* As the state has cast an ever-wider net in search of offenders, an increasing number of questionable cases are shoehorned into the system. Sometimes victims themselves get arrested. Sometimes men spend a night in jail for shouting at their wife--or for kicking the family dog.
* Rigid guidelines force everyone from serial batterers to first-time offenders into 36-week treatment programs, which vary greatly in approach and have been plagued by questions about effectiveness, high dropout rates, even fears that minor violators are being "desensitized" by weekly exposure to hardened offenders. Too often, chronic batterers have been allowed to bounce from program to program while avoiding any significant punishment for failing to complete the court-ordered treatment.
* Though Colorado was the first state to mandate treatment for offenders, it's the only state that doesn't have an umbrella agency overseeing the quality of that treatment. The quality of classes varies wildly; some involve little more than watching touchy-feely movies such as The Prince of Tides. In some cases, local boards set up to monitor treatment providers have simply gone out of business; others continue to be hampered by the state's failure to fund their oversight efforts. That failure was compounded earlier this year when a recalcitrant state legislature, ignoring years of efforts by advocates to overhaul the system, allowed a reform bill to die in committee.
While the "she made me do it" defense has been heard in local courtrooms as recently as 1996, during the death-penalty trial of wife- and cop-killer Albert Petrosky, no one is suggesting that the state go back to thinking as Judge Lichtenstein did in 1983. But ten years after Governor Roy Romer signed into law one of the nation's most aggressive approaches to domestic violence, the time has come to re-examine the system.
In this special report, Westword tracks Colorado's domestic-violence system from arrest to prosecution to sentencing and punishment.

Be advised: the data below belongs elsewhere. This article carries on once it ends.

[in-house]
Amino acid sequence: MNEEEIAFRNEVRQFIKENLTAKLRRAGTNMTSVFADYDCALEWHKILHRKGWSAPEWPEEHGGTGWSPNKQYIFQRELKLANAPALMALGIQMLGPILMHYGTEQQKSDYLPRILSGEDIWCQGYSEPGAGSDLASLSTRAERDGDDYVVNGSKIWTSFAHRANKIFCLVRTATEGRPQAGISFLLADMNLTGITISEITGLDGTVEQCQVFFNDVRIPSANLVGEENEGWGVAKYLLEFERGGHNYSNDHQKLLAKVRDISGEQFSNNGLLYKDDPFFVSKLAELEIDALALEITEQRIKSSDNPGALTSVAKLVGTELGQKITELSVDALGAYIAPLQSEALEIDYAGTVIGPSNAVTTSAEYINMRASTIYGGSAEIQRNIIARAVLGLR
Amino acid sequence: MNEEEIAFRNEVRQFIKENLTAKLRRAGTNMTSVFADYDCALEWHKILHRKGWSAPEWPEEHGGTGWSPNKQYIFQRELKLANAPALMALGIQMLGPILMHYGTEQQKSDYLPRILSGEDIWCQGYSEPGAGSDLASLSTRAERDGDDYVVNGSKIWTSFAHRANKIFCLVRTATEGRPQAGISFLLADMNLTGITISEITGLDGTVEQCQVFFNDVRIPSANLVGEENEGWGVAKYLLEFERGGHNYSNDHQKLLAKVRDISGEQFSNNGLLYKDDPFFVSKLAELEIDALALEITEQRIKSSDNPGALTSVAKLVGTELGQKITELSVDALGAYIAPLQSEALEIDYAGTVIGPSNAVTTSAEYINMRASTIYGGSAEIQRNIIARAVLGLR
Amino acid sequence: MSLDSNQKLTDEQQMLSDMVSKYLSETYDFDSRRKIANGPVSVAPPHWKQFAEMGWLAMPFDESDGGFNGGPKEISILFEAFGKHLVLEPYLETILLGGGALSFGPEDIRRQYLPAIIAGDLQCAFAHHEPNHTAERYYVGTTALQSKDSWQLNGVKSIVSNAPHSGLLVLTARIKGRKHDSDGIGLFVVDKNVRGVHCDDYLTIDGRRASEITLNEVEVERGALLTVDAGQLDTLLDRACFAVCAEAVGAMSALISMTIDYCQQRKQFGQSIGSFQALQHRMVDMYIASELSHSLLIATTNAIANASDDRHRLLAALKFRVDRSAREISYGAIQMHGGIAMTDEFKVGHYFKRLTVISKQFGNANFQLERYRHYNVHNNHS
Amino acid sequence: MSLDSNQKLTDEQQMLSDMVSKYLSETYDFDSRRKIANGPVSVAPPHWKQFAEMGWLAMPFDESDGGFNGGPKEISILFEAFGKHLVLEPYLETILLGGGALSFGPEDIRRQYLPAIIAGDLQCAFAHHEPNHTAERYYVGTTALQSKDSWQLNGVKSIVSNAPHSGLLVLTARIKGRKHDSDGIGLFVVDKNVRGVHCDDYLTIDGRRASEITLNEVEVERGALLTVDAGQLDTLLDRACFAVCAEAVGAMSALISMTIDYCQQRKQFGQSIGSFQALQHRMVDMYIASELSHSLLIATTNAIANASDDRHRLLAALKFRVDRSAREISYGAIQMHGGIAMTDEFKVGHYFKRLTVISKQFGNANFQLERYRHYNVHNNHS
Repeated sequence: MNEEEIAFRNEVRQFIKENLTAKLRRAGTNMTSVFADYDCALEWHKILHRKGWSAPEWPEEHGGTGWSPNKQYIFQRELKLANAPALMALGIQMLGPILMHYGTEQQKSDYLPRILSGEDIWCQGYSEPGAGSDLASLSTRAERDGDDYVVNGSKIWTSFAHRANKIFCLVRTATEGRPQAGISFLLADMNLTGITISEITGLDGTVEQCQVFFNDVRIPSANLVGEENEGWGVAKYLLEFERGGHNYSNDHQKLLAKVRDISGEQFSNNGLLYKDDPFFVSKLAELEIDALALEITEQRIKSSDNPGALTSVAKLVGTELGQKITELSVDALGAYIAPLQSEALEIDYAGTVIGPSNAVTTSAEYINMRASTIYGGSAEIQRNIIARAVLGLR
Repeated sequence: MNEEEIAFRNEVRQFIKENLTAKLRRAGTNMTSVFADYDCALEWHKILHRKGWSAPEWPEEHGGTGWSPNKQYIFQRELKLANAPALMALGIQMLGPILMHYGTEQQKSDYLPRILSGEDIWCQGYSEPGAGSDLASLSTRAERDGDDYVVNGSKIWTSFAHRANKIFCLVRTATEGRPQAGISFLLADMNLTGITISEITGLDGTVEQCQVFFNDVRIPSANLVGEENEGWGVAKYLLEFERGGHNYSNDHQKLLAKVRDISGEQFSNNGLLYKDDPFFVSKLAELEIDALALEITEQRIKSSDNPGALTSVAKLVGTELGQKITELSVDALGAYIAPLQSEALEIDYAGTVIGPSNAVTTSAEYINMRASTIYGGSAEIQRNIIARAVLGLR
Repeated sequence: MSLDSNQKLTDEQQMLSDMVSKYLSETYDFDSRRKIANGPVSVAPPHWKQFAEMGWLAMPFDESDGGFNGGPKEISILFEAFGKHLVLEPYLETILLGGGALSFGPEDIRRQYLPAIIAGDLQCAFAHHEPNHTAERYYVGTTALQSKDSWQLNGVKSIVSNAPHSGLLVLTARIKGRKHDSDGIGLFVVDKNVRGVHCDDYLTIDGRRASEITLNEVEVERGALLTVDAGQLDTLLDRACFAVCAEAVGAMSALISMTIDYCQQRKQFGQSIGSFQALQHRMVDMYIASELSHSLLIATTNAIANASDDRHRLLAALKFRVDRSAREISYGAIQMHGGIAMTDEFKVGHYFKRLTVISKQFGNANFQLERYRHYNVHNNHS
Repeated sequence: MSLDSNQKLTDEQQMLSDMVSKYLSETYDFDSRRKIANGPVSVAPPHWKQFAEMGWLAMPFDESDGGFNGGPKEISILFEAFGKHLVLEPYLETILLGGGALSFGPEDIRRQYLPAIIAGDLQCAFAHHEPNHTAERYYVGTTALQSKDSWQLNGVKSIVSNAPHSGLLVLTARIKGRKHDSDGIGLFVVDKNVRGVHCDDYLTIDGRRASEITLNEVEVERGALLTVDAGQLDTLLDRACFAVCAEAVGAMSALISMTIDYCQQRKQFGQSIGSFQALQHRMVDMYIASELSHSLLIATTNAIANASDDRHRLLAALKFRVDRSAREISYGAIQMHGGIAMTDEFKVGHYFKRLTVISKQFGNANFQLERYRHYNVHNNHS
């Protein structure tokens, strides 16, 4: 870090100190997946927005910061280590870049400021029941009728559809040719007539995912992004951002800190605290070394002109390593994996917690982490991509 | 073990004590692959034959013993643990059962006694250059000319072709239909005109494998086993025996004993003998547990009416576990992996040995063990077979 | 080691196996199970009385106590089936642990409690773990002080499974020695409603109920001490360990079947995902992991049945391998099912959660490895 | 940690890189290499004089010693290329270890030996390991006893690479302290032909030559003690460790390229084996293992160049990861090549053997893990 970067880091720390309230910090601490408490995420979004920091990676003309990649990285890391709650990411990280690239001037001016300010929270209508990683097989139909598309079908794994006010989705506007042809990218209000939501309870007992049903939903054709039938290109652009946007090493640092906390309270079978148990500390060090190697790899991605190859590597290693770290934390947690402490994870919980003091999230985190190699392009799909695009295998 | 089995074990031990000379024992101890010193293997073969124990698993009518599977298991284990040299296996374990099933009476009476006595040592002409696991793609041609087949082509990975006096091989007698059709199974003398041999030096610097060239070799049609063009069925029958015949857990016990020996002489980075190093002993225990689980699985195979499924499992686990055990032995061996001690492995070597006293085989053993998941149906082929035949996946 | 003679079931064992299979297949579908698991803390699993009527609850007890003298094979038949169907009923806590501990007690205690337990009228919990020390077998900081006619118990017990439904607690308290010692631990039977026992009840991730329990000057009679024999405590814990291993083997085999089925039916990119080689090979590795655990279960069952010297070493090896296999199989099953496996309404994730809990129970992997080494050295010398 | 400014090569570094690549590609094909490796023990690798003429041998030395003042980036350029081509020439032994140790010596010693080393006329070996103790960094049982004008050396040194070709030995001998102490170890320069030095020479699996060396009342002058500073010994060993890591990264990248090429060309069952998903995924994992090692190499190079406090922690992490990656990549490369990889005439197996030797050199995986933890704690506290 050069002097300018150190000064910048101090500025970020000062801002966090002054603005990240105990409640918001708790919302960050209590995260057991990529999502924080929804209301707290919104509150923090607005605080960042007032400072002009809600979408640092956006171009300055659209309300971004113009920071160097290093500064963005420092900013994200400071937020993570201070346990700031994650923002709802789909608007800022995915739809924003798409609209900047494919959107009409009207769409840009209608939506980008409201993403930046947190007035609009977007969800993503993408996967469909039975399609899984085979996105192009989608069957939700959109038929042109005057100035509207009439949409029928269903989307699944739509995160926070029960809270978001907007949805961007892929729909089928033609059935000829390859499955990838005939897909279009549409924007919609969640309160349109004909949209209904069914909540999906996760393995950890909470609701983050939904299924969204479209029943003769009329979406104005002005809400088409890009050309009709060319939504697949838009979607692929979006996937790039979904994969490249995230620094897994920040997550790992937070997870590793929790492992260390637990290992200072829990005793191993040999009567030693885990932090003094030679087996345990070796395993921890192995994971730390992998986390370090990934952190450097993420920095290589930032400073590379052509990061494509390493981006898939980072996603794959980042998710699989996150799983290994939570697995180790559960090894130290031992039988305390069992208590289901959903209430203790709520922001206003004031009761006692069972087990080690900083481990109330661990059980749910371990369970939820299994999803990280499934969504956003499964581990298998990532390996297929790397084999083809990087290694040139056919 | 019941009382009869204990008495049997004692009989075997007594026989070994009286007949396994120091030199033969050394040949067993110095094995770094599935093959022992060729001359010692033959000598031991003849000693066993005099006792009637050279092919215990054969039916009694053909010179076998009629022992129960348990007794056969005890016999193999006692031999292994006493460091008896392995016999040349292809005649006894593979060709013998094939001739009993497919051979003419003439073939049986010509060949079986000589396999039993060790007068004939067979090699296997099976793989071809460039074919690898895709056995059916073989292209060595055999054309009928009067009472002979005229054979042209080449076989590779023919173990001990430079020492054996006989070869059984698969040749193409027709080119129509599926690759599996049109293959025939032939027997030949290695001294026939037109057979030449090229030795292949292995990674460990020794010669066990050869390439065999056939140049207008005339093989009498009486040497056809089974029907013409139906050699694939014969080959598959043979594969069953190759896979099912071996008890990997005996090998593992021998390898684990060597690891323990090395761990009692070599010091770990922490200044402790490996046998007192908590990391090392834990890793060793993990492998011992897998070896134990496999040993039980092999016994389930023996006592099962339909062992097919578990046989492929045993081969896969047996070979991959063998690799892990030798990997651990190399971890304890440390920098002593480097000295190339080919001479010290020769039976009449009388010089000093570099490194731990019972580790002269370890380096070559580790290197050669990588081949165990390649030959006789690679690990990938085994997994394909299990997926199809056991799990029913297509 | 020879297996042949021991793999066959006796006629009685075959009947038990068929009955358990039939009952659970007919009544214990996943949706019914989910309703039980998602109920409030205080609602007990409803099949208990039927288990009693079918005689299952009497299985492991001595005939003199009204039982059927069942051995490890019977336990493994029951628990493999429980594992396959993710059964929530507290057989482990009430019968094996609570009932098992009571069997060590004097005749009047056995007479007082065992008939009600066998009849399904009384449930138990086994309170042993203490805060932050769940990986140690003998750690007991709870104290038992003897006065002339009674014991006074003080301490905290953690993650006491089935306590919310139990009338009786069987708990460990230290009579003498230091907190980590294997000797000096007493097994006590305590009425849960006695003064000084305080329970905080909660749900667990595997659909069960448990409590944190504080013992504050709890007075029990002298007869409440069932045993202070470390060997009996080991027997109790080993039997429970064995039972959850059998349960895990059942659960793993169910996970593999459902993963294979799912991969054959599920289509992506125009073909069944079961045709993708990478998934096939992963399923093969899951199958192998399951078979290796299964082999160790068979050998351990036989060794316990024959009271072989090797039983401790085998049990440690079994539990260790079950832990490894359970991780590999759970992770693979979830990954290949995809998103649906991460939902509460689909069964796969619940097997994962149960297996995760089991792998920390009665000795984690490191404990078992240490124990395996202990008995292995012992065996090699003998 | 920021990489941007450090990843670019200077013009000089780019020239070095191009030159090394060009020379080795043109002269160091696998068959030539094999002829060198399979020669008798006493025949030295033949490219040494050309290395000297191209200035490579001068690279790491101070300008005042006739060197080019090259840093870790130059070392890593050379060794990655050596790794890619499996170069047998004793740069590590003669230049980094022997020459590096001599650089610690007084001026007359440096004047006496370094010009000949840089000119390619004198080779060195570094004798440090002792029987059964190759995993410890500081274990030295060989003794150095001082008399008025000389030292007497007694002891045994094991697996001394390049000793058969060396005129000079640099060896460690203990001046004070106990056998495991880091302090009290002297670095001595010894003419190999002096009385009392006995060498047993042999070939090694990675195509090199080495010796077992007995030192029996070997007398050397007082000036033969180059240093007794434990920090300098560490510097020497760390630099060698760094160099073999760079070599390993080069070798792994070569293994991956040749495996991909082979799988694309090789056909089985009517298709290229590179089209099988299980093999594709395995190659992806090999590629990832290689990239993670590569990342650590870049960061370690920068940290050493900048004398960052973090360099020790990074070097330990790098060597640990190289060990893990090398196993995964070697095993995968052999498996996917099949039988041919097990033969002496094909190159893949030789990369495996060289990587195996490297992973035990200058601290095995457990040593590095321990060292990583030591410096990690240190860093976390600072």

This week, editor Patricia Calhoun traces the evolution of Denver as a laboratory for cutting-edge approaches to the problem. Staff writer Steve Jackson examines the practical effects that laws drafted largely by feminists and social workers have had on the criminal-justice system--well-meaning, even effective, efforts that still sometimes backfire for both victims and the accused. Jackson also tells the stories of two people whose lives have been touched by domestic violence--one a young woman being ruthlessly stalked in Denver, the other one of the state's most powerful law enforcement officials.
Next week, executive managing editor Christine Brennan, herself a victim of domestic violence, offers a candid first-person account of her trip through the justice system--a strange odyssey that, more than two years after an attack by her ex-husband, is still far from over. And staff writer Alan Prendergast investigates the state's widening net of treatment programs for offenders, talking to treatment providers, victims and convicted batterers to evaluate whether violent offenders truly can--or will--"unlearn" abusive behavior.
Finally, we suggest a set of possible reforms. Colorado has led the way in the treatment of domestic violence, but even advocates say that today--just as in 1983--it's time for a change.